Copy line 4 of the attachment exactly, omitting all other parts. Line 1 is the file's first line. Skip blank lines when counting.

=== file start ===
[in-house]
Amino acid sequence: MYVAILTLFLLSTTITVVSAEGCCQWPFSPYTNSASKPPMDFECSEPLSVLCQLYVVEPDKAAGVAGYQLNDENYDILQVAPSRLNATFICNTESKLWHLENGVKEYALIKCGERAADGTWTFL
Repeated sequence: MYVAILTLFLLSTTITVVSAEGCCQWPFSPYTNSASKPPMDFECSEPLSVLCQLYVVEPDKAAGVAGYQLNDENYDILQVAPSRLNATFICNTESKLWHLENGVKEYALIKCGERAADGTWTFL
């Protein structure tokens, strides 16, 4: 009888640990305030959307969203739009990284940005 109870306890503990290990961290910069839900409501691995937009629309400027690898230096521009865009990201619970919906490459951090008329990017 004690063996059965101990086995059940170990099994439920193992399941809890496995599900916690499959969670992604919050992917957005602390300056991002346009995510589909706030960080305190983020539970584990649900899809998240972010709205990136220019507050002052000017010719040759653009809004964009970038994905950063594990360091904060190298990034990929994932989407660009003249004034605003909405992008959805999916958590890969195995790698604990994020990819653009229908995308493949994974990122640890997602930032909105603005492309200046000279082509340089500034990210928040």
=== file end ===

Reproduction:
């Protein structure tokens, strides 16, 4: 009888640990305030959307969203739009990284940005 109870306890503990290990961290910069839900409501691995937009629309400027690898230096521009865009990201619970919906490459951090008329990017 004690063996059965101990086995059940170990099994439920193992399941809890496995599900916690499959969670992604919050992917957005602390300056991002346009995510589909706030960080305190983020539970584990649900899809998240972010709205990136220019507050002052000017010719040759653009809004964009970038994905950063594990360091904060190298990034990929994932989407660009003249004034605003909405992008959805999916958590890969195995790698604990994020990819653009229908995308493949994974990122640890997602930032909105603005492309200046000279082509340089500034990210928040």